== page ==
Men Have Breast Tissue

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We tend to think of breasts as a female thing, but men do have some breast tissue in their pectoral area and behind their nipples, Dr. OHea says. They dont have as much estrogen as women so the tissue doesnt develop the way it does in women. But it can develop breast cancer in the same way as female breast cancer, he explains. What people often call man boobs are not breast tissue but rather fatty deposits that accumulate in the chest area. Having larger man boobs does not increase your risk of getting breast cancer, he adds.

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What Are Risk Factors For Breast Cancer In Men

A risk factor is anything that may increase your chance of having a disease. Risk factors for a certain type of cancer might include smoking, diet, family history, or many other things. The exact cause of someones cancer may not be known. But risk factors can make it more likely for a person to have cancer.

Things you should know about risk factors for cancer:

  • Risk factors can increase a person’s risk, but they do not necessarily cause the disease.

  • Some people with 1 or more risk factors never develop cancer. Other people can develop cancer and have no risk factors.

  • Some risk factors are very well known. But there is ongoing research about risk factors for many types of cancer.

Some risk factors, such as family history, may not be in your control. But others may be things you can change. Knowing the risk factors can help you make choices that might lower your risk. For example, if an unhealthy diet is a risk factor, you may choose to eat healthy foods. If excess weight is a risk factor, your healthcare provider may check your weight or help you lose weight.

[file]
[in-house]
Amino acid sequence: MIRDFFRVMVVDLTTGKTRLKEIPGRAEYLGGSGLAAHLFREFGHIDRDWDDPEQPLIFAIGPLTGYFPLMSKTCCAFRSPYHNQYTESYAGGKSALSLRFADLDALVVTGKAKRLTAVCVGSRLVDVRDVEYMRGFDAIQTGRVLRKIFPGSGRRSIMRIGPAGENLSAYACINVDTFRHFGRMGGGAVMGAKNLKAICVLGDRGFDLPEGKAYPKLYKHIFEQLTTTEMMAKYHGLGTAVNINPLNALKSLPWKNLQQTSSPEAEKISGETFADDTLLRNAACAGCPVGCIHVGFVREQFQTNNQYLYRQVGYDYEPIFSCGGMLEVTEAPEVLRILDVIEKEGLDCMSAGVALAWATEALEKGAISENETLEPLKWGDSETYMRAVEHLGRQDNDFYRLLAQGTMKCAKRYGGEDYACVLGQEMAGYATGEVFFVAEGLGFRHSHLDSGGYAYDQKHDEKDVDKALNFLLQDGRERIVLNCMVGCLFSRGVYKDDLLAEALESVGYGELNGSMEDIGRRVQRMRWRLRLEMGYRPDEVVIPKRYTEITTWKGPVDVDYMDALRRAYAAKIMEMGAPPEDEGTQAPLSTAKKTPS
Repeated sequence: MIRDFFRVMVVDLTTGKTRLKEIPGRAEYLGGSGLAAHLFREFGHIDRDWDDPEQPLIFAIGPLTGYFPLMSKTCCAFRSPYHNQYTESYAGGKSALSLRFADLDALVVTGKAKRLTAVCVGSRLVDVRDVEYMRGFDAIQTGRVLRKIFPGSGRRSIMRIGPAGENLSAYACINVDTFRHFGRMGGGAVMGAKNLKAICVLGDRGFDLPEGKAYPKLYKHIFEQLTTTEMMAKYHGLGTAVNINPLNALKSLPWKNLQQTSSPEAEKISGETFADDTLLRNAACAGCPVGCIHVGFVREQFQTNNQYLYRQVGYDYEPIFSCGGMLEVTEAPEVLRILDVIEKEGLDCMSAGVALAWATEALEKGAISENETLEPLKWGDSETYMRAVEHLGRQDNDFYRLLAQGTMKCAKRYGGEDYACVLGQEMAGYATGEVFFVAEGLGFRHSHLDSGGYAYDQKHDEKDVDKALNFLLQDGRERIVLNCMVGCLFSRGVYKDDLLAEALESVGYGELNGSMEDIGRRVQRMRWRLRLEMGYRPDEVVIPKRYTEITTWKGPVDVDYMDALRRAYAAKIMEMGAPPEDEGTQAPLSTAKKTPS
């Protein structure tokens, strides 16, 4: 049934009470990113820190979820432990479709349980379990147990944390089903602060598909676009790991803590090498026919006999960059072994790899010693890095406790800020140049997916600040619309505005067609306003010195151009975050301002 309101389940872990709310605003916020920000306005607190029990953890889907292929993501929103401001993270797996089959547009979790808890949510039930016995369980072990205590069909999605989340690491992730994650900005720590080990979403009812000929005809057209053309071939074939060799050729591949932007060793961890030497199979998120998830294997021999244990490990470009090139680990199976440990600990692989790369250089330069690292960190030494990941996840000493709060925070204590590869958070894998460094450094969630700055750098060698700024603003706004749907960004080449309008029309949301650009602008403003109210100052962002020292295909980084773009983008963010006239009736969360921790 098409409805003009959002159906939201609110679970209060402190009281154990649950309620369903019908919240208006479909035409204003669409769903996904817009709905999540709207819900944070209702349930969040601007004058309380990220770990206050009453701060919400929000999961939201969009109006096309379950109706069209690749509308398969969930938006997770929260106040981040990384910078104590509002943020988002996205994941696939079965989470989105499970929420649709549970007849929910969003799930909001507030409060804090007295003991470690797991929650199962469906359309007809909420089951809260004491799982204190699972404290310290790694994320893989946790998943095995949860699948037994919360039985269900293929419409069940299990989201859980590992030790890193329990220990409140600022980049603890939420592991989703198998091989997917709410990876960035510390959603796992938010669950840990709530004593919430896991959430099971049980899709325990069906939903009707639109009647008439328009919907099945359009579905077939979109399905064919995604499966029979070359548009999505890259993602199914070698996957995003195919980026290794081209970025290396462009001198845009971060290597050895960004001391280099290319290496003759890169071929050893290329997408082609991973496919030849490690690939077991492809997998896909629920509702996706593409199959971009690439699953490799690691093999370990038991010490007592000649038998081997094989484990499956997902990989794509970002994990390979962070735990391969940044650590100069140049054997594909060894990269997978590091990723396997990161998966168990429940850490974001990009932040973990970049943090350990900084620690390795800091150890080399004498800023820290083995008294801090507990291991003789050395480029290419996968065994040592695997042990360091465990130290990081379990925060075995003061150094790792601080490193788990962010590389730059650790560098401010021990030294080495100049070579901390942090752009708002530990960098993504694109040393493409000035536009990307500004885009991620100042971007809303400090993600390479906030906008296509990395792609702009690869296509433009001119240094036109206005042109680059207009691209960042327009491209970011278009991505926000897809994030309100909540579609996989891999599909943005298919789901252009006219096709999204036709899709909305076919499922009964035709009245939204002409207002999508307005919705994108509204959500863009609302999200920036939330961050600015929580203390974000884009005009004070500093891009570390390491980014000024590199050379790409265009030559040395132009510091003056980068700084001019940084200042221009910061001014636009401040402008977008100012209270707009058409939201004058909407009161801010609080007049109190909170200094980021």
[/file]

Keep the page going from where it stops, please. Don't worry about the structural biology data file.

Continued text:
Risk factors for breast cancer in men include:

  • Female relatives with breast cancer

  • A breast cancer 2 gene mutation in the family

Targeted Cancer Drug Therapy

Your doctor will check your cancer cells for proteins called HER2 receptors. But these are rarely found in male breast cancer. If your cancer cells have a lot of these receptors, your doctor will prescribe a targeted drug treatment for you.

The most common targeted drug for breast cancer is trastuzumab .

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Diagnosing Male Breast Cancer

Diagnosis male breast cancer starts with providing a complete personal and family medical history, describing your symptoms and being examined by your doctor.

After that, you may have screening with one of a few possible technologies, including a diagnostic mammogram, a breast ultrasound, a magnetic resonance imaging scan and/or possibly a test to study your nipple discharge.

Your doctor may also test your blood chemistry to look for unusual amounts of a substance that might suggest disease.